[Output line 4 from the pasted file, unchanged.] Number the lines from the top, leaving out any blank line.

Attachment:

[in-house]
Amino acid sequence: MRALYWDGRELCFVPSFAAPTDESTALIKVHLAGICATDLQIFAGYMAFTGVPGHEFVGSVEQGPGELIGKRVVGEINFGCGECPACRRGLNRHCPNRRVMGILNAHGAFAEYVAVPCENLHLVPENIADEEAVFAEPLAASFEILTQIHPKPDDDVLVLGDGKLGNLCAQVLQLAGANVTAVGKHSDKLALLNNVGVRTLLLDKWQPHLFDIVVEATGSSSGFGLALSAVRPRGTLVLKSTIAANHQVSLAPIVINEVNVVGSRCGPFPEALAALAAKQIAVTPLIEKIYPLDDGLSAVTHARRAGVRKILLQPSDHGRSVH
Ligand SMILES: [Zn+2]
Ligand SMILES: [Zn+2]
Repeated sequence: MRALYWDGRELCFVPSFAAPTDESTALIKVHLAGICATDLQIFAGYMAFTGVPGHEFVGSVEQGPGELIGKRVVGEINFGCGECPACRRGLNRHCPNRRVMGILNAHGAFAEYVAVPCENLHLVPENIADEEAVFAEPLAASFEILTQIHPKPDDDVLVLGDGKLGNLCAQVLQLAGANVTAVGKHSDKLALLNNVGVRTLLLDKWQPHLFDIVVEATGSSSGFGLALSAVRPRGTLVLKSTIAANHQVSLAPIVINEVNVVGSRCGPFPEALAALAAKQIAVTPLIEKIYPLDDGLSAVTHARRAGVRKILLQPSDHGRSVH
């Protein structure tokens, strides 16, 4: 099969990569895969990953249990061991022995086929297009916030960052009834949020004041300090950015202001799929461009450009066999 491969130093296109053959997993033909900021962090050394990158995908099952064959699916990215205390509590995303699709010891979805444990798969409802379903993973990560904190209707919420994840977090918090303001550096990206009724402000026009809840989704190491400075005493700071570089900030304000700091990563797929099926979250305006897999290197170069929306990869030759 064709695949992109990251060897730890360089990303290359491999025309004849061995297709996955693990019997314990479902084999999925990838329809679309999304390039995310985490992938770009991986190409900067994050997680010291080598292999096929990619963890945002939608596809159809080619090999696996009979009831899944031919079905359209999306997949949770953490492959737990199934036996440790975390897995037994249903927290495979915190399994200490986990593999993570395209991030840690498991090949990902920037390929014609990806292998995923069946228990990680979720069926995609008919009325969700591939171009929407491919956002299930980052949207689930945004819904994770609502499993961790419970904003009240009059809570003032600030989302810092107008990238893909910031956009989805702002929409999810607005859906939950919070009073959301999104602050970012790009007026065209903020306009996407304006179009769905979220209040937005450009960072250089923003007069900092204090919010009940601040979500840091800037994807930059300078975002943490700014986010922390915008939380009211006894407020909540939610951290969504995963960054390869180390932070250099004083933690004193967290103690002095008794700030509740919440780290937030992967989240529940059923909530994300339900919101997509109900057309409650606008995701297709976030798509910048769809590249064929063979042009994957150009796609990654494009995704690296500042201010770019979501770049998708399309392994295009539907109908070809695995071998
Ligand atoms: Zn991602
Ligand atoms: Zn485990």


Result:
Ligand SMILES: [Zn+2]